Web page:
# Goedel's representability of simple recursive sets

I'm referring to Goedel's theorem as exposed here:

https://plato.stanford.edu/entries/goedel-incompleteness/

The formal system in question is named Q and is a first order formalization of natural numbers with addition and multiplication operations. A set S of natural numbers is said to be "weakly representable" if there exists a formula A(x) in Q such that for all n in S the formula A(n) can be proved in Q. A set is "strongly representable" if both itself and its complementary set are weakly representable.

It turns out that the notions of strongly/weakly representable sets in Q is equivalent to recursive and recursive enumerable sets which. I think this is the core of Goedel's proof.

I believe that the set of factorial numbers {n | exists m: m!=n} is recursive and hence should be strongly and also weakly representable. So there must exist a formula A(n) in Q which represents the property of n being the factorial of some number m. What is such a formula? I cannot find anything easy...

I feel there is something I'm missing in the story so far.

• Since $m<m!+1$ you have an effective bound. So once you prove that bounded products are recursive, you're right to claim that the set of $\{n!\mid n\in\Bbb N\}$ is recursive. Commented Jul 10, 2019 at 10:40
• You or someone else added a now-deleted comment to my answer about the importance of defining the prime counting relation in treating sequences; I've edited my answer so it's clear how to do without this in the definition of factorial. That said, it is indeed important, and it's a good exercise to figure out how to do it - think about defining an appropriate sequence of ordered pairs ... Commented Jul 11, 2019 at 1:32

The key to this result is that addition and multiplication let us talk about finite sequences. To see why finite sequences are relevant, consider the following informal definition:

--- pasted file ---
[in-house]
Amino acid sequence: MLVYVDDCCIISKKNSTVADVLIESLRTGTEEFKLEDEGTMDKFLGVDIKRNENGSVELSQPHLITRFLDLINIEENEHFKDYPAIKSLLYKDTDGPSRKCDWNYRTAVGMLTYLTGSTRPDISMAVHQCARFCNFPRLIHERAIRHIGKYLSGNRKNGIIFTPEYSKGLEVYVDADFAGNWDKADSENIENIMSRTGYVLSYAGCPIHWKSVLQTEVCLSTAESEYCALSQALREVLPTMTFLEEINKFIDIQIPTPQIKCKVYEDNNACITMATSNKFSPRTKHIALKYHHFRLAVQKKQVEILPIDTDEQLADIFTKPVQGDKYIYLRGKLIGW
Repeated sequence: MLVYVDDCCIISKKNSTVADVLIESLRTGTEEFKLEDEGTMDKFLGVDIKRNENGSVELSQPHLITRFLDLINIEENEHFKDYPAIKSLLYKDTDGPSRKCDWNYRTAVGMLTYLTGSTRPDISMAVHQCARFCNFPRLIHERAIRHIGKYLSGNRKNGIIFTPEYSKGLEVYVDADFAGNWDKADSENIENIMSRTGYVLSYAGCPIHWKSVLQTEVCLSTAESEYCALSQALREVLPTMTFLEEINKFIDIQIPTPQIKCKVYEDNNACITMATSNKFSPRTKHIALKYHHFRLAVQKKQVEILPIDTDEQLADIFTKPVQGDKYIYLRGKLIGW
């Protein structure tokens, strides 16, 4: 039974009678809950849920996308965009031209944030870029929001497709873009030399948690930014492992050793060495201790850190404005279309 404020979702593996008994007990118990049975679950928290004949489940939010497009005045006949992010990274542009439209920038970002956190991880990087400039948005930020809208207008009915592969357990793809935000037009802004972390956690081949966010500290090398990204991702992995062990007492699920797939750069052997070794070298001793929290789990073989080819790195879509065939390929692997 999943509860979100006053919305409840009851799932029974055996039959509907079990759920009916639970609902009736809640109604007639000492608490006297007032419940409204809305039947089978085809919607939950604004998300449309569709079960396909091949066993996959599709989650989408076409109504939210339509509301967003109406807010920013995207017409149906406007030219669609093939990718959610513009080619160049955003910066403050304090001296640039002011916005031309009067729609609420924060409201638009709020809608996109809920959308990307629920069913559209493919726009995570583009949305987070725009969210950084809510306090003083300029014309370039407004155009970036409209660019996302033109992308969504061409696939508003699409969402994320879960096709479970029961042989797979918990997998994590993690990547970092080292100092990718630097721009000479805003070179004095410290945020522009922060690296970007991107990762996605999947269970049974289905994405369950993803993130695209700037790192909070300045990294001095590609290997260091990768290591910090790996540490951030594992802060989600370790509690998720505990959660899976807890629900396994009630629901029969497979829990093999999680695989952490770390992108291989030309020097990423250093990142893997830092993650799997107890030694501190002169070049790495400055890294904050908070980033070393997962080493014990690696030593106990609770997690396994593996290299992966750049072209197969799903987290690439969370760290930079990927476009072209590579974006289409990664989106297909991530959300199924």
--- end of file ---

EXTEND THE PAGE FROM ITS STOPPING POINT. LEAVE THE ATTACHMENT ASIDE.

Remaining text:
$$n!=k$$ iff there is a sequence $$\langle x_i\rangle_{1\le i\le u}$$ such that

• $$x_1=1$$,

• $$x_u=k$$,

• for each $$1\le i we have $$x_{i+1}=x_i\cdot (i+1)$$, and

• $$x_{u-1}\cdot n=x_u$$.

More generally, we can use definitions like this to encode arbitrary recursive functions, the point being that "$$f(\overline{x})=y$$" gets represented as the sentence asserting the existence of a finite sequence witnessing the computation.

Now, it's rather easy to implement sequences in addition, multiplication, and exponentiation using prime factorization - the sequence $$\langle x_i\rangle_{1\le i\le n}$$ being represented by the number $$\prod_{1\le i\le n}p_i^{x_i+1}$$ (the "$$+1$$" being to avoid ambiguity in the case of $$x_n=0$$). Then for example we can refer to the last term of a sequence by looking at the smallest/largest prime factor of the number representing it, and talk about relations between successive terms via the relation "$$a$$ is the next prime after $$b$$," which is easily definable.

Without exponentiation things are trickier, and this is where Godel's $$\beta$$ function comes in. But the idea is still the same. Personally, I think it's best to first understand the version with exponentiation, and then turn to the version without exponentiation.

• Maybe I understand better the solution using the $\beta$ function. I have tried to elaborate on that and wrote a possibile quasi explicit answer. If you think it is correct and you include that in your answer I will be glad to accept this answer. Commented Jul 11, 2019 at 13:02

Thanks to the answer of @Noah Schweber and the description of the $$\beta$$ function in wikipedia here is a possibile way to write the requested formula: $$rem(a,b)=c \colon \qquad (c $$n!=k\colon \qquad \exists a \exists b \colon (a_1 = 1) \land (a_n =k) \land \forall i\colon ((i+1\le n \land i\ge 1)\implies a_{i+1} = (i+1)\cdot a_i)$$